On Sun, 8 Apr 2001, Bob Hall wrote:

> Doug,
> You've posted your usual good sense, combined with one statement I
> strongly disagree with.
> >One of
> >these products is a relational database management system.  The other is a
> >quasi-SQL-like-front-end-to-systems-of-indexed-files that has never
> >concerned itself with things like standards conformance.
> The implication is that MySQL is not an RDBMS. The only attempt I
> know of to define an RDBMS was Codd's, and no DBMS has ever met the
> criteria he published in a paper in the late 80s (1986?). Even though
> Oracle doesn't meet the criteria of the best known definition (only
> definition?) of an RDBMS, we all seem to agree that Oracle is an
> RDBMS. An RDBMS is a DBMS designed to manage a relational database,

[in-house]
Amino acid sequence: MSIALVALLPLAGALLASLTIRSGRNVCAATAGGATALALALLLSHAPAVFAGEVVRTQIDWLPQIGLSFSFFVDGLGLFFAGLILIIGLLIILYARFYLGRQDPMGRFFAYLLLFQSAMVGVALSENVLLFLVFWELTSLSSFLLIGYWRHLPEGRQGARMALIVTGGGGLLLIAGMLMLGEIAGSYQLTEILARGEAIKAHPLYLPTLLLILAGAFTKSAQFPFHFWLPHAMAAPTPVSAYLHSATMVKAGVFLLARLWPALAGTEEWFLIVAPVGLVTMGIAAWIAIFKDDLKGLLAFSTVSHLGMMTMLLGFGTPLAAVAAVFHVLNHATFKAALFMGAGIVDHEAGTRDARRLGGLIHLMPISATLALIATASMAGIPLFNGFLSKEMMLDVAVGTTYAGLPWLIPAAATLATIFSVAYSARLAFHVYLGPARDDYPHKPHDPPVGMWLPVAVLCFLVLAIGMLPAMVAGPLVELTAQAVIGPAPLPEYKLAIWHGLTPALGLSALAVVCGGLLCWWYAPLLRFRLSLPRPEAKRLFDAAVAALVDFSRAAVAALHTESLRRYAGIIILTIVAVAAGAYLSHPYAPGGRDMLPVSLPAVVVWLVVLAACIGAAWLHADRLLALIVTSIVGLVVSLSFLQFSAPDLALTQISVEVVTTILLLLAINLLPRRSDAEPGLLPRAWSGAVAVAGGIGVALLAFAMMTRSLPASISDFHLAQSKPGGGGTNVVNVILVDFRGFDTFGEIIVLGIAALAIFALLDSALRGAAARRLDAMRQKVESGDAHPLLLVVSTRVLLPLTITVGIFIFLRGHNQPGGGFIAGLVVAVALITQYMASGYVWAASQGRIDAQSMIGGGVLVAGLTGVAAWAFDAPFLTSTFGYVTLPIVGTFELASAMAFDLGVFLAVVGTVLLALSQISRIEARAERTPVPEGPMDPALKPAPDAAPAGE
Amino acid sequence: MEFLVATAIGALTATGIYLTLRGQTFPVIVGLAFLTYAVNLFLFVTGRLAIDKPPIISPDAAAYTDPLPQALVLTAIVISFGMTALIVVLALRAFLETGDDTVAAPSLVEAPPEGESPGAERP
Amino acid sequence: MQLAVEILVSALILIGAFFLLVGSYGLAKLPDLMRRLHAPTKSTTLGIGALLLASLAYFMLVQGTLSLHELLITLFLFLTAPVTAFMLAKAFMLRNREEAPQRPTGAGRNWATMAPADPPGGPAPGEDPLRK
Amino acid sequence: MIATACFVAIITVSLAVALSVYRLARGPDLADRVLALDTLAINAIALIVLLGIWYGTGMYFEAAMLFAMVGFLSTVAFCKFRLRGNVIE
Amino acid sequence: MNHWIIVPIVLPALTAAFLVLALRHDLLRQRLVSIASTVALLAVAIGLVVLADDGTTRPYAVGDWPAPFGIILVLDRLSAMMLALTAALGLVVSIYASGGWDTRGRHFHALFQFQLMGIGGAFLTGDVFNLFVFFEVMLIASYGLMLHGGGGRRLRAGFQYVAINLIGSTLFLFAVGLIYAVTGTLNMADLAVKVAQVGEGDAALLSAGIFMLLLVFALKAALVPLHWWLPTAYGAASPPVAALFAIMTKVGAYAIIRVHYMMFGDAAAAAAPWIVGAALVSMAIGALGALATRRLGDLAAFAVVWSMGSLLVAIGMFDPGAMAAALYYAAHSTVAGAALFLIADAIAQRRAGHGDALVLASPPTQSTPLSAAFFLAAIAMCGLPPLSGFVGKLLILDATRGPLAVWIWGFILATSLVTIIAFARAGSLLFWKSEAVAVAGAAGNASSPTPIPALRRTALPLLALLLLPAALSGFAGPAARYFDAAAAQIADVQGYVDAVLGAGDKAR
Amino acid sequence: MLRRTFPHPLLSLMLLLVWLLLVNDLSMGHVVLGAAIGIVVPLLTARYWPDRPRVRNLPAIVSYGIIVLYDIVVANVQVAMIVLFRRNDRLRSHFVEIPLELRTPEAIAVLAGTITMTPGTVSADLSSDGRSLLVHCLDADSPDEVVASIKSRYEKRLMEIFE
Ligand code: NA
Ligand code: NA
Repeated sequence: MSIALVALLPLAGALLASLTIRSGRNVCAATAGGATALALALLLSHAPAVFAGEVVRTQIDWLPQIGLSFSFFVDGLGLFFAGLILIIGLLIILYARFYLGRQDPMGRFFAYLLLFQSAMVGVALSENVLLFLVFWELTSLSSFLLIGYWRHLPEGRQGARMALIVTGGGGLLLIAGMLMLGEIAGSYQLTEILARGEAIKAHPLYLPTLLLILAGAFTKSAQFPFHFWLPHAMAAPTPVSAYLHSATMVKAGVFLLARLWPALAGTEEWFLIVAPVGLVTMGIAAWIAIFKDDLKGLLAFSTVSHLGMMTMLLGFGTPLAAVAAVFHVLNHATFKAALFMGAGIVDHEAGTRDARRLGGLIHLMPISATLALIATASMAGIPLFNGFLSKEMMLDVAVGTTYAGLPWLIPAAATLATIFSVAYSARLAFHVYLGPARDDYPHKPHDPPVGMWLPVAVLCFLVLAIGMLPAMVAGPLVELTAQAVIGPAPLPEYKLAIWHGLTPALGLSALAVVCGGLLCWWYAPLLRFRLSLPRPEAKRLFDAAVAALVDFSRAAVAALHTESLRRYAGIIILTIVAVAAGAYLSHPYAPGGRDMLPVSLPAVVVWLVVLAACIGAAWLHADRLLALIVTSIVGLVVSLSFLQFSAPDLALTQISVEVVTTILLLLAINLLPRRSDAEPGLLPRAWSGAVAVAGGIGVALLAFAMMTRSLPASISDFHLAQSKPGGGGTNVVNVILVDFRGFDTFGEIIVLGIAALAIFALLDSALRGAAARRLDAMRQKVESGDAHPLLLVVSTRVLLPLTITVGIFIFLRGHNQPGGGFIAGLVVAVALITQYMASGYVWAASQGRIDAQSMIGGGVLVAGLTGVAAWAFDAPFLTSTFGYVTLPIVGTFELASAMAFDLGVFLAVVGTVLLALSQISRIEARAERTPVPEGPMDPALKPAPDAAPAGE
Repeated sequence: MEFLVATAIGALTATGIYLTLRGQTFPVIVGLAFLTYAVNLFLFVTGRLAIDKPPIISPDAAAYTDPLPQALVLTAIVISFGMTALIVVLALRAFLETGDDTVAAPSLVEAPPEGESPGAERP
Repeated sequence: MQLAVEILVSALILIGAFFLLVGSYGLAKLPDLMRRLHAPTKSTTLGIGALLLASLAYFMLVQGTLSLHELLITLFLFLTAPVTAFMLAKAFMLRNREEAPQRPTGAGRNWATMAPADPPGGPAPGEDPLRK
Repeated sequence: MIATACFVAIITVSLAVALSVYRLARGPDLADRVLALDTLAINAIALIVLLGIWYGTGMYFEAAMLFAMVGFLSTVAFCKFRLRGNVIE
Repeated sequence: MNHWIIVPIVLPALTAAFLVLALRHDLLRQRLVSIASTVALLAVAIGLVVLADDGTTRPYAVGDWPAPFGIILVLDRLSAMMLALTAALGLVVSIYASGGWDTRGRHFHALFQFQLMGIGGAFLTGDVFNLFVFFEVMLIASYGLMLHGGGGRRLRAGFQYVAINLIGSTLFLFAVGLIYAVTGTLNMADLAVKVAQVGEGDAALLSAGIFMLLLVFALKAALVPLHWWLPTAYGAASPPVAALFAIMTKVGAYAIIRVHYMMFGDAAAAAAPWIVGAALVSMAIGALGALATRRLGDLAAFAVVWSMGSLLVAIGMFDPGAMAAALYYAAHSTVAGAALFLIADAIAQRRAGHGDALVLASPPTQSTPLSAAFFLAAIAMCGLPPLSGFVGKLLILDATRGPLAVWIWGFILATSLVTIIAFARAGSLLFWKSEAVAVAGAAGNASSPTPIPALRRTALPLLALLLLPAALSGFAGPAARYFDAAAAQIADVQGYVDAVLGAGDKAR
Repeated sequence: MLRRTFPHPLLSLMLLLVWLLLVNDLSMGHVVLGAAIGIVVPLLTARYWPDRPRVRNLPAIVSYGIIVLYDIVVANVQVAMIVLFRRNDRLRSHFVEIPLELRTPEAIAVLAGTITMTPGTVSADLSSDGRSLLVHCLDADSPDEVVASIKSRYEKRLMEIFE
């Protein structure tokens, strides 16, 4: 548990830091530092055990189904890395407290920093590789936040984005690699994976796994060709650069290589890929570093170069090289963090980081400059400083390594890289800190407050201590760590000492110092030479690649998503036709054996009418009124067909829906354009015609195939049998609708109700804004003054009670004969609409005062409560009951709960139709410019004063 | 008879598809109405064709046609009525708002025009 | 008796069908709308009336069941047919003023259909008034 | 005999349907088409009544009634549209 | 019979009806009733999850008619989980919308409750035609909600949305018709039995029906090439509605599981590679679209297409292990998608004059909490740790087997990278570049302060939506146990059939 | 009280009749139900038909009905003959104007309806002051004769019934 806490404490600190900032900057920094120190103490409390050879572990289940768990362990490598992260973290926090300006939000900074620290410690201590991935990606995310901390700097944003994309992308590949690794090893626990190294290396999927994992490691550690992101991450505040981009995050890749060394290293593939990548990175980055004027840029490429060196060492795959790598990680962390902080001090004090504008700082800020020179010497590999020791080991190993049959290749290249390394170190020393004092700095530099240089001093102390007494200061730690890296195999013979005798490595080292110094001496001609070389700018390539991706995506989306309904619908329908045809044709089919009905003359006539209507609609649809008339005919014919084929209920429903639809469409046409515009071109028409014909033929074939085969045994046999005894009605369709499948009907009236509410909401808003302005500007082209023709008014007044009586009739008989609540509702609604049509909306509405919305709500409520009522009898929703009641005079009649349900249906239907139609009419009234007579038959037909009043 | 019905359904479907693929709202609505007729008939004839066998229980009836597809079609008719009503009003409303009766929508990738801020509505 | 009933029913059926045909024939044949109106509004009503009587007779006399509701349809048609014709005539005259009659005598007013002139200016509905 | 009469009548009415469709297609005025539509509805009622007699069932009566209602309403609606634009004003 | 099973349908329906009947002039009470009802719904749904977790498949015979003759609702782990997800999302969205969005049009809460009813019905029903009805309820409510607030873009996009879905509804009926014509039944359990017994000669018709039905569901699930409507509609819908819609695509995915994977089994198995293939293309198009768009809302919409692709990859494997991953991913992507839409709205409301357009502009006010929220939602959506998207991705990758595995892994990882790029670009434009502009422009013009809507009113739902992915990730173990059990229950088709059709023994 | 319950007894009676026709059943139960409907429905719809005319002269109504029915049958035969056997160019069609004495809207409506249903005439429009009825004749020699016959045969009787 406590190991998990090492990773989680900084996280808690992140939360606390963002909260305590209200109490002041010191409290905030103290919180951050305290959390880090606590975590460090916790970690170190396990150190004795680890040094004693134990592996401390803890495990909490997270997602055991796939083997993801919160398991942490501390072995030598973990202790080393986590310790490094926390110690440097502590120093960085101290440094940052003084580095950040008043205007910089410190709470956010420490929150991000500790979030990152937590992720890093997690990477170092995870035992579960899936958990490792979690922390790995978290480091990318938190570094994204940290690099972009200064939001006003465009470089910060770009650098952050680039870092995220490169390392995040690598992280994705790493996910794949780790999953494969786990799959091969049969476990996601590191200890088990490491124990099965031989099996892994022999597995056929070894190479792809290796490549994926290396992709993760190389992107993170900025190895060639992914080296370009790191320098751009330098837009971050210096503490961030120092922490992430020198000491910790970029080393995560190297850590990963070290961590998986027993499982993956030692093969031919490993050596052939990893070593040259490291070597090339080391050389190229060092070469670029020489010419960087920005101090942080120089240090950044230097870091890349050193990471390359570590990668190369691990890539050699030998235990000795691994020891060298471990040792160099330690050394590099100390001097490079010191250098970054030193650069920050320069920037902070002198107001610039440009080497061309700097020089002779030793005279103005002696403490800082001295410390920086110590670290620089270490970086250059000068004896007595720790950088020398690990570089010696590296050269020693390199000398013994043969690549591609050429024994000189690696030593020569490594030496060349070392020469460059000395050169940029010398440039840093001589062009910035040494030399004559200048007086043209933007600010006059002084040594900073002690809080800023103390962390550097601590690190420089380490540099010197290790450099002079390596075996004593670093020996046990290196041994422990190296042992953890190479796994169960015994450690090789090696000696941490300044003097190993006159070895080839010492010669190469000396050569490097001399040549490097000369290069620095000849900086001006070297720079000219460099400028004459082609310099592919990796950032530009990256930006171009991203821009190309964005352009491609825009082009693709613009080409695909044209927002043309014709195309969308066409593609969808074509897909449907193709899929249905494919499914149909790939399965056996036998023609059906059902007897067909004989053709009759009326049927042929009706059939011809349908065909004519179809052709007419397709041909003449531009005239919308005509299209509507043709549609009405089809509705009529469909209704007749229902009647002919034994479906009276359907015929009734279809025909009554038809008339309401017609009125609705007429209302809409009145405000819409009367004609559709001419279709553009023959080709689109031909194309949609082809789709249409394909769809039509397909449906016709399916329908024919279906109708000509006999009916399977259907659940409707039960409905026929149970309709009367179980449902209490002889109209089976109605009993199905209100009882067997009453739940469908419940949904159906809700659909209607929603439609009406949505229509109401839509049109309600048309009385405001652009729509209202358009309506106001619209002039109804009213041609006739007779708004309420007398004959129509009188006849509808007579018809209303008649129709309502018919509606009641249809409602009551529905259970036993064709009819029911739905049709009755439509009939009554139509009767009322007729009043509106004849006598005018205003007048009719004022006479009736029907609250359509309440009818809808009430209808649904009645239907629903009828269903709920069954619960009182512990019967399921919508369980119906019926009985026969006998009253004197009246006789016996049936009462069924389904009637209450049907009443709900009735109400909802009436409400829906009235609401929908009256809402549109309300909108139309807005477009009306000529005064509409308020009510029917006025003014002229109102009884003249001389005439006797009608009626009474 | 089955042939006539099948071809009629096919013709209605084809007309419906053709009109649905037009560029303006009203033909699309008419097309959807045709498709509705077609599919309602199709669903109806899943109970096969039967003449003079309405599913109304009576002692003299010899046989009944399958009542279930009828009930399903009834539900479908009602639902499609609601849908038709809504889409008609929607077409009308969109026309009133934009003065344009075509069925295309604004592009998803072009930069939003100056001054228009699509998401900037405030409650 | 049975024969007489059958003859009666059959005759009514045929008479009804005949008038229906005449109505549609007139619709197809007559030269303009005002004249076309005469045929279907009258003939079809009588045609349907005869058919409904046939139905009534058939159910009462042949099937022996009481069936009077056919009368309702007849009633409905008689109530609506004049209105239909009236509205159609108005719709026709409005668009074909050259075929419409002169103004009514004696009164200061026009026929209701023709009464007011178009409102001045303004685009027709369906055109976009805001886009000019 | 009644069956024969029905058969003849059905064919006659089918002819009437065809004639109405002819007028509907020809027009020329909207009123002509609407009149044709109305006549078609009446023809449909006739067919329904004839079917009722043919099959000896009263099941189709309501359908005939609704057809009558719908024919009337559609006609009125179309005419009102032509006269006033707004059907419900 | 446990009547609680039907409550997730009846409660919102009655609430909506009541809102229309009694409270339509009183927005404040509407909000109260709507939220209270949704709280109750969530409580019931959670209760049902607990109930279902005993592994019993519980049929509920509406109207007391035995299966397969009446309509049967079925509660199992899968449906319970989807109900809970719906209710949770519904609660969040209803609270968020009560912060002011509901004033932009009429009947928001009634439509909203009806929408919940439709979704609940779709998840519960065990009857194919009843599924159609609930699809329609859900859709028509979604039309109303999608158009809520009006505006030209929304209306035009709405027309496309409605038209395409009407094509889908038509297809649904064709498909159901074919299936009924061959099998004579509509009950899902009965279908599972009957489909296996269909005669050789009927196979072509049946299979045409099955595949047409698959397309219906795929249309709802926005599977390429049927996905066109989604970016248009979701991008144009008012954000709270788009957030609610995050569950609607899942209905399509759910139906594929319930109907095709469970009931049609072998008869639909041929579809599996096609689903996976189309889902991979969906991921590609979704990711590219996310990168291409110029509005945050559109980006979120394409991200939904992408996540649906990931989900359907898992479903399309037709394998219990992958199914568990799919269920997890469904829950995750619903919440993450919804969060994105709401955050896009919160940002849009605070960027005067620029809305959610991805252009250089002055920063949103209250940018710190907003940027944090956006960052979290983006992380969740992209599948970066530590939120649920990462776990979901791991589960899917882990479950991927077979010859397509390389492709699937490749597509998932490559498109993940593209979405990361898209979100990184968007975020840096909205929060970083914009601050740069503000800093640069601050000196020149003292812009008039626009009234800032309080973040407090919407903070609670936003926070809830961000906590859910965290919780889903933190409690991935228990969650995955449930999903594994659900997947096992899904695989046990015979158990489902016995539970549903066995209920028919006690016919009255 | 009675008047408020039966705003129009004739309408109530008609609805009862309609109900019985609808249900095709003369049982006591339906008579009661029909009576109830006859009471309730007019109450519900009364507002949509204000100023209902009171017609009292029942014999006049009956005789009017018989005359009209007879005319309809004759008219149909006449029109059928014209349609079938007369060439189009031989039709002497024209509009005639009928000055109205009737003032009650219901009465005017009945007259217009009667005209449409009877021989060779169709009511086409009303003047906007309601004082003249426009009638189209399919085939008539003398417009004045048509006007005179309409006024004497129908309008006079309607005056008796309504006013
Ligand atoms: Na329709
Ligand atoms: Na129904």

> and a database is relational because it stores data in linked,
> normalized tables.

The only thing I question in this is that without transaction support,
what exactly is MySQL "managing"?  MySQL is providing an SQL frontend to a
bunch of tables and indices, that is it ... it is up to the programmer to
handle the "managing of data" part where it revolves around being
relational ...

Also, note, that even today, MySQL does not handle transactions, Berkeley
DB does, and its purely optional, and per table.  So, effectively, it has
"transactional tables", its not a "transactional system" ... if you didn't
define a table for transactions when you created it, you just created your
weak link ... again, its not MySQL that manages the system, its the
programmer who has to do it ... *shrug*

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